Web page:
The impressive scale of science
Latitude: -53 53.278 Longitude: -71 07.253
Sunday, November 1, 2020 started a little on the grumpy side for me. I laid in bed with the debate of sleeping in or getting up. I forced myself out of bed and then walked out my room to grab some coffee. Half asleep, I walked by a colleague, who said, “Hey, did you see we are surrounded by land?” I was surprised as I didn’t think we would see land until the next day. I rushed outside to see the impressive mountains that lined the eastern side of the Straits of Magellan. What a breath-taking sight! I find it very interesting that I get quiet and a sense of amazement when observing the beauty of earth.
Of course, after my initial amazement, I started thinking about the geology. Geology was one of my first scientific interests in my undergraduate studies. Geomorphology and structural geology were always fascinating and the Straits of Magellan had lots see. I even with limted internet, I found nice paper on the local geology (Diraison et al., 1997, Magellan Strait: Part of a Neogene rift system). Sedimentary, igneous, and metamorphic rocks all coming together in this region to show off the product of plate tectonics and mountain building. The added bonus is the glacial features that shape the mountains and valleys. All of this then leading to features that are driving erosion (waterfalls, rivers, and streams), which move sediment and nutrients down to the water to stimulate biological activity.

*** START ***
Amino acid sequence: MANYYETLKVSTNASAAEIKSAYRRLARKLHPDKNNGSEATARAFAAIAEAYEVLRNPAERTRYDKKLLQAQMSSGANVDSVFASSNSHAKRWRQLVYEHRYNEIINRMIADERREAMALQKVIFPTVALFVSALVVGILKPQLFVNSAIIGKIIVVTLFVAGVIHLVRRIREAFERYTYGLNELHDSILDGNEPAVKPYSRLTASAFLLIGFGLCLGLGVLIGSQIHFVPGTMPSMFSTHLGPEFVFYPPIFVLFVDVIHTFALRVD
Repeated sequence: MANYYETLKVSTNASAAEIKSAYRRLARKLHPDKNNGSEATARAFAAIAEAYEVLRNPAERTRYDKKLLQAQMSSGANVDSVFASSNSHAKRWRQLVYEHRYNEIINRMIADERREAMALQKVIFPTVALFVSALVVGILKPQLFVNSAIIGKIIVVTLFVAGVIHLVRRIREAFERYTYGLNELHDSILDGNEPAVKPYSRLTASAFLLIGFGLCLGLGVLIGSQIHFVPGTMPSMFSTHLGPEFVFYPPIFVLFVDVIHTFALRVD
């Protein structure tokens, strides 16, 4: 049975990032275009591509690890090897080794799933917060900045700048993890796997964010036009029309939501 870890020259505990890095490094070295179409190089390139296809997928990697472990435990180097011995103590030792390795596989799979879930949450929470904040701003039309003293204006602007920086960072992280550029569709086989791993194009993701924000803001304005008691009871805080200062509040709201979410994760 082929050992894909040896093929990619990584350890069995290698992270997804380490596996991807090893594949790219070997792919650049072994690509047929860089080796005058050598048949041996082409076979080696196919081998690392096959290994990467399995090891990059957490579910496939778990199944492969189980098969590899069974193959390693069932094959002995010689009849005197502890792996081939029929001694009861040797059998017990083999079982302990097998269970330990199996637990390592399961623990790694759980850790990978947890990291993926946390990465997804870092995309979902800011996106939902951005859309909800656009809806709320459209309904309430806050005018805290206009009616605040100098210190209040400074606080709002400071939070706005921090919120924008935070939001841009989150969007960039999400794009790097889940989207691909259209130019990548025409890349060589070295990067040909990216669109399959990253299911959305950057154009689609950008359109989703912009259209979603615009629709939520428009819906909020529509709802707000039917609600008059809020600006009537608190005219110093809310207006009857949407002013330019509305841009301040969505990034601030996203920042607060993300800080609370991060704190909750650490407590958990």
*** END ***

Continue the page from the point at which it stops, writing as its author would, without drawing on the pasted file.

This research expedition has certainly exposed a nice range of the scale of science. I can think of think of friends and colleagues working on the massive scales of mountains, which does connect to biodiversity. On our cruise, we have experts examining all sort of small life from bacteria and archaea to small inverts looking at changes, at even smaller scales, in DNA sequences or even the movement of electrons through redox reactions. These small (molecular) scale changes will help answer questions relating to climate change, evolution, and ecosystem processes, which is equally awe inspiring. Today we depart Punta Arenas, Chile and travel back through the Straits of Magellan making our way to Antarctica. Yes, I am excited to see the picturesque Straits again, but I am even more excited to get to Antarctica to start sampling.
Dr. Deric Learman
Central Michigan University
11/11/2020 12:20:38 pm
Dr. Deric Learman, thank you for sharing such a great read in your blog and helping all on board to keep an eye on the prize "Antarctica" which, is the best adventure, going to such a special place that most of us dream of. Looking forward to more blog readings. Thank you. Mary Roberts (Nick's Mom).
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